Referring to the figures the gross pulse of inlet air A, FIG. 1, from the respirator 36 (FIG. 6) at the inspiration phase of successive breathing cycles is divided into air stream filaments B1, B2, etc. in FIGS. 3 and 4 by the many fibers of the nest. The heated water, as indicated diagrammatically in FIGS. 3 and 4, flows over the exterior of these fibers while water vapor produced by this water supply permeates the thin walls of the fibers, in opposition to the pressure differential, and humidifies the dry air filaments. The air stream filaments B1, B2, etc. after transiting the length of the fibers 12 are humidified to saturation at body temperature. The air filaments are then restored to a unified air flow C in the discharge plenum 32, which proceeds into the patient.
In a typical operation the respirator 36 of FIG. 5 operates as an open cycle system in which exhaled air is discharged to the atmosphere through exhalation valve 31. During the inspiration phase of the cycle the respirator gradually increases the pressure on conduit 54, supplying air through the humidifier 50 to the end of endotracheal tube 52 inserted into the airway of the patient. The valve 31 in the discharge leg 56 of the Y fitting is closed during this phase by a control line from the respirator, hence all air flow from the respirator is channeled through the humidifier 50 and into the patient. During the expiration phase the patient exhales spontaneously. At this time valve 31 is released by the control line from the respirator to relieve the exhaled air to the atmosphere. A check valve, not shown, during the expiration phase prevents back-flow of exhaled air through the humidifier.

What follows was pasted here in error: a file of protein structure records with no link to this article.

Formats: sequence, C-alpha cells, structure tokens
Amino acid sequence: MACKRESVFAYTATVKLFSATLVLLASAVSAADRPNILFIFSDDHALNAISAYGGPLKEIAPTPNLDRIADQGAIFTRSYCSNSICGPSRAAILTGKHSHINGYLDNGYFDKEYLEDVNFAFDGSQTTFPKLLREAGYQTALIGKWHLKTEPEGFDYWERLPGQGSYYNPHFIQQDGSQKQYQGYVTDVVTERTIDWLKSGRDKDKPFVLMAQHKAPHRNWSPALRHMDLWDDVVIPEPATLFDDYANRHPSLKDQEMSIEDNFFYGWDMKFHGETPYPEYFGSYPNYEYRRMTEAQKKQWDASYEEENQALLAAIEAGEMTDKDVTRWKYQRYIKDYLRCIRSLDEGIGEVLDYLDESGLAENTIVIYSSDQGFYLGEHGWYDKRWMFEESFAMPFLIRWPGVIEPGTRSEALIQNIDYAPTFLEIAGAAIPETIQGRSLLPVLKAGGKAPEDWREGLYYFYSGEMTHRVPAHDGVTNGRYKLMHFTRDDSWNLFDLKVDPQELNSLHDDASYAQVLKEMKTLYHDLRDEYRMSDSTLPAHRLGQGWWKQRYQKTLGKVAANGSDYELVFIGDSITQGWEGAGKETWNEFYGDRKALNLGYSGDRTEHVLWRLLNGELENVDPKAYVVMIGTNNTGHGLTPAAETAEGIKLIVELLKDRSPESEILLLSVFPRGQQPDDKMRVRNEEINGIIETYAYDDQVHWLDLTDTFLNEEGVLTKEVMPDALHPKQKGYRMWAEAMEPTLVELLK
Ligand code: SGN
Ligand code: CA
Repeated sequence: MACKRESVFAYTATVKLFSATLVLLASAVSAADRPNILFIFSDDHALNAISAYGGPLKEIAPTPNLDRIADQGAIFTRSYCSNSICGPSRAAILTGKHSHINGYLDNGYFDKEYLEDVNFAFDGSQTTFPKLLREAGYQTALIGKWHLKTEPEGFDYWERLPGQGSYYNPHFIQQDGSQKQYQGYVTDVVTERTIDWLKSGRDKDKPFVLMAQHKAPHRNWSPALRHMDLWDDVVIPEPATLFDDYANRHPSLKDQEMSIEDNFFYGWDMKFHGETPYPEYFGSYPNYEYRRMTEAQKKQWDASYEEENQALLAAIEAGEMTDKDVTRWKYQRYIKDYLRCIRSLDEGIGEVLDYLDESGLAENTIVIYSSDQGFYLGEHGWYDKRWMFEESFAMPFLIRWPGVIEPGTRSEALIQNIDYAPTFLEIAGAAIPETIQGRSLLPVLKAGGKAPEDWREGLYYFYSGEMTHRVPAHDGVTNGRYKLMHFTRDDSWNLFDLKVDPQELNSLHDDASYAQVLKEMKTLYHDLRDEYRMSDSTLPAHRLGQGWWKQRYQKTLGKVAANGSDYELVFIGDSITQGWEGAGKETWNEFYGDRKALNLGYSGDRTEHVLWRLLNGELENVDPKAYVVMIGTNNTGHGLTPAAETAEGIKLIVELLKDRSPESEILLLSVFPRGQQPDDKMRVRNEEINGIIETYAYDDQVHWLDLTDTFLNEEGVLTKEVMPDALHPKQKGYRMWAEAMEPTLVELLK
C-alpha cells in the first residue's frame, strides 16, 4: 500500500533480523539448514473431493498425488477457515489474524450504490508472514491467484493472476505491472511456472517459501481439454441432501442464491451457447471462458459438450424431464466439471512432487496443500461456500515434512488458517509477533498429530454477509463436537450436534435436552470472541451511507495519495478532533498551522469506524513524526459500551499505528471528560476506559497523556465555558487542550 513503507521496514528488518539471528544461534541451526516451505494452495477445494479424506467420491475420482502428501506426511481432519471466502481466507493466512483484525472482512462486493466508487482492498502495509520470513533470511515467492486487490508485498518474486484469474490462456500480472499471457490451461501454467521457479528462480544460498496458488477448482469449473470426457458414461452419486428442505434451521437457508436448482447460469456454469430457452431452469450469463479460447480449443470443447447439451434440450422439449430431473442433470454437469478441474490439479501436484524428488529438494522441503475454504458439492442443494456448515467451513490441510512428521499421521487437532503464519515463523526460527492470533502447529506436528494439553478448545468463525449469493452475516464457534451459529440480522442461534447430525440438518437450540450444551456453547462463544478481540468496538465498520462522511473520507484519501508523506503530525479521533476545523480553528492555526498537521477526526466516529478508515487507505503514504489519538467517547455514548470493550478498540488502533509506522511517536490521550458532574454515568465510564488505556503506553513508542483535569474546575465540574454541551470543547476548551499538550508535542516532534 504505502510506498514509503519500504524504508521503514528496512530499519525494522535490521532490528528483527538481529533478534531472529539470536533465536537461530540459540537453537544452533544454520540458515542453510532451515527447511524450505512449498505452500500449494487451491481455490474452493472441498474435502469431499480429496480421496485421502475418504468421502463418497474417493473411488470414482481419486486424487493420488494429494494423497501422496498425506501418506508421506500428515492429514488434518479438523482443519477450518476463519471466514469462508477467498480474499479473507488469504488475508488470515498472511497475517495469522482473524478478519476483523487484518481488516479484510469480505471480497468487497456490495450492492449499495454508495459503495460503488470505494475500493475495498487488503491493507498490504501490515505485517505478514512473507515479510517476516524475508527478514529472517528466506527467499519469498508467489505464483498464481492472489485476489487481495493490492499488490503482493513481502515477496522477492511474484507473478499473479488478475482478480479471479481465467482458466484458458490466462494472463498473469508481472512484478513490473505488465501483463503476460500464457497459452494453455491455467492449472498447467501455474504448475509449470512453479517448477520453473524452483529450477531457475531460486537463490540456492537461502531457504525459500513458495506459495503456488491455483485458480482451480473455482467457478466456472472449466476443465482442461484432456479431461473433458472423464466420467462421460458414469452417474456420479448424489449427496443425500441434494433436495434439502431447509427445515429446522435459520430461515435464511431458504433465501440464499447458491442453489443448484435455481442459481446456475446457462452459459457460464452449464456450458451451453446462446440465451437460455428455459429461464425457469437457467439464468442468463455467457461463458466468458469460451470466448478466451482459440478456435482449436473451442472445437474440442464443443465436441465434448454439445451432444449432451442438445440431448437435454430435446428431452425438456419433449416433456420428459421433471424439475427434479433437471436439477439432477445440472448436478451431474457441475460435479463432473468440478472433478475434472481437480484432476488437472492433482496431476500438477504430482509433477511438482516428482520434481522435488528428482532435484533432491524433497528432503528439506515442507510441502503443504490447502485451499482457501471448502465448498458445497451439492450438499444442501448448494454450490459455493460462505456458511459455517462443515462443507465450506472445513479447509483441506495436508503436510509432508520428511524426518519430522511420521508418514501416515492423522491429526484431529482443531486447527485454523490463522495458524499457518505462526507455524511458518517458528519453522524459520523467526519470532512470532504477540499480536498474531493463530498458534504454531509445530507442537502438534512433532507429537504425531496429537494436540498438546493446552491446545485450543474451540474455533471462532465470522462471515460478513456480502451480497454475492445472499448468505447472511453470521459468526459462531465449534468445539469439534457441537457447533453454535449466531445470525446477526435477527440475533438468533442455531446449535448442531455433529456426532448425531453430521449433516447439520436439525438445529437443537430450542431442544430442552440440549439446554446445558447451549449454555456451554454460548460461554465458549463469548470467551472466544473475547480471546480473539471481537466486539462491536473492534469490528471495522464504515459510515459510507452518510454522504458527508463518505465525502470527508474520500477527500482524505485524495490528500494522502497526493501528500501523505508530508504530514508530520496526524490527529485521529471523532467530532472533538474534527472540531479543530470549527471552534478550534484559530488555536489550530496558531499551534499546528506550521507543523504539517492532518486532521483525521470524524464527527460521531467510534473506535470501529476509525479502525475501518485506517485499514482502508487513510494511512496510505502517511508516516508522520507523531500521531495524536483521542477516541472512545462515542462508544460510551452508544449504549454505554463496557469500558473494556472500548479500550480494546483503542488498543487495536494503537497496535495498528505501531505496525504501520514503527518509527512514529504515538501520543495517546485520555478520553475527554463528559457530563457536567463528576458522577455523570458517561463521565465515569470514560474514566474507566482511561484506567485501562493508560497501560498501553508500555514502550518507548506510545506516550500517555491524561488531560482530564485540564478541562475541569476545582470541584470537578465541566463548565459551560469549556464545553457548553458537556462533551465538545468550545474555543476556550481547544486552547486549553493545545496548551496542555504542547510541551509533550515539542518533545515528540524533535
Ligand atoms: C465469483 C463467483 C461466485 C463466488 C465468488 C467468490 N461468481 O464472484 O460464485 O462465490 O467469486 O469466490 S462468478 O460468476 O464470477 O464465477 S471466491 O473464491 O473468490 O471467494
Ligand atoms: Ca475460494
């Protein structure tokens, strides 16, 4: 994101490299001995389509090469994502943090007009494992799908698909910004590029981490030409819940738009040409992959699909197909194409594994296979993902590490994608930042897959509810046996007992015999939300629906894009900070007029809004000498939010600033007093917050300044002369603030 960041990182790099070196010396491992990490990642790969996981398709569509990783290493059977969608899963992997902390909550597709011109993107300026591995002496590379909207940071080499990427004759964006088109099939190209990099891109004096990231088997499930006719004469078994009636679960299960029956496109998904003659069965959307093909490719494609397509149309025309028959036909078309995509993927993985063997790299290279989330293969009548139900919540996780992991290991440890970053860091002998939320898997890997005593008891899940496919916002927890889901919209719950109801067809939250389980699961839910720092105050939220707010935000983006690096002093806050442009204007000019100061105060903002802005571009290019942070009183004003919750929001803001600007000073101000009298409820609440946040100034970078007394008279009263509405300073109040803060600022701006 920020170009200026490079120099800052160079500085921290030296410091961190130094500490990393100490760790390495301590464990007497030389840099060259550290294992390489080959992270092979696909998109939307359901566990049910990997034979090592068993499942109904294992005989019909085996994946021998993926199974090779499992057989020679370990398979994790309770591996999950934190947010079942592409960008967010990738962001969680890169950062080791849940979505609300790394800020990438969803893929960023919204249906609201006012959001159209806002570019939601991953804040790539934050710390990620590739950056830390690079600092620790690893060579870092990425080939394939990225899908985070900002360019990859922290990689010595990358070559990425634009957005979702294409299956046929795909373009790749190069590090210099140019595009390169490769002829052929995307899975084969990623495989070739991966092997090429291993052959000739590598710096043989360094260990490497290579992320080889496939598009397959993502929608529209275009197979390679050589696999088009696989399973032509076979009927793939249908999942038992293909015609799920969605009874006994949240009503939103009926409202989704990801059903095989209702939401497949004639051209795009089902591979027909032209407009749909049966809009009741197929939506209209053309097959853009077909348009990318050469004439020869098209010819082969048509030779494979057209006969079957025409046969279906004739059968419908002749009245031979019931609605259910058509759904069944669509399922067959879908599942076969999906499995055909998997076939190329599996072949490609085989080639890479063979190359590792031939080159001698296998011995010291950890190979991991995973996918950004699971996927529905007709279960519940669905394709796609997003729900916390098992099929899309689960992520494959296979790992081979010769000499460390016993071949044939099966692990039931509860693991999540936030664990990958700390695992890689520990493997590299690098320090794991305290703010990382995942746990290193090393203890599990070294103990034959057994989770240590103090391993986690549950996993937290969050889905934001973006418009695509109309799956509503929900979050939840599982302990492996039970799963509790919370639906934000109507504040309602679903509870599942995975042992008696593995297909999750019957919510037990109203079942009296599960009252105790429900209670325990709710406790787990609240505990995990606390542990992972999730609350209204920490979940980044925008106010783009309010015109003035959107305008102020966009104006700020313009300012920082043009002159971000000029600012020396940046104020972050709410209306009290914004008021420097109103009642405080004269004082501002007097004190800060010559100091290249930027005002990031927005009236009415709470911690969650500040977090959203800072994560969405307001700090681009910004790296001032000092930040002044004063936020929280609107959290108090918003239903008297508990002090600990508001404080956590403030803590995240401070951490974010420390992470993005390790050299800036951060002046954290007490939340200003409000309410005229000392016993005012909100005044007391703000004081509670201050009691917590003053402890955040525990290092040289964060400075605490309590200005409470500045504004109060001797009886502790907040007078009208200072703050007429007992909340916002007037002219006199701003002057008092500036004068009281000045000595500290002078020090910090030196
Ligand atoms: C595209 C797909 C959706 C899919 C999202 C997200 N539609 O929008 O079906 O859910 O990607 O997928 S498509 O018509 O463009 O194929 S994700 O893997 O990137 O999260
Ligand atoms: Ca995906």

The hollow fibers being subjected to a decreasing pressure gradient from inside to outside take advantage of the substantial tensile strength of the wall of the fibers, and do not collapse. With the water under vacuum, little liquid water will enter the airway in the event of accidental rupture of a fiber wall. Even if a reverse pressure differential is encountered as by accidental misconnection of the pump, it is important to realize that the hollow fibers, due to their small size, demonstrate a sufficient degree of structural rigidity to resist total crushing that would totally block the air flow to the patient.
By use of the particular fibers described, a sufficient vapor-transmitting surface area to volume ratio is obtained while still obtaining sufficient air-transmitting capacity to enable a small number of fibers, less than 350, preferably down to 200 and below, to be employed for the adult humidifier. The feature permits a large diffusion surface to be obtained in a small geometric volume. Such small size permits it to be an inexpensive disposable component, to be replaced periodically, for instance once a day, at the same time that the hoses are ordinarily changed. The construction leads to the possibility of extending the time between sterilizations of the inlet hose, from the respirator to the humidifier, owing to the fact that it now does not contain moist warm air and therefore is not a place where bacteria multiply rapidly.
Further improvements, employing the principles of the present invention, and dealing wilth more specific details for an optimum unit for a particular application are within the claims.
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|Clasificación de EE.UU.||261/104, 261/DIG.65, 128/204.13|
|Clasificación internacional||A61M16/10, A61M16/14, A61M16/16, B01D63/02|
|Clasificación cooperativa||Y10S261/65, A61M16/16, B01D63/02, A61M16/1095, A61M16/145|
|Clasificación europea||B01D63/02, A61M16/16|
|10 Oct 1986||FPAY||Fee payment|
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|1 May 1990||FPAY||Fee payment|
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|30 Sep 1994||FPAY||Fee payment|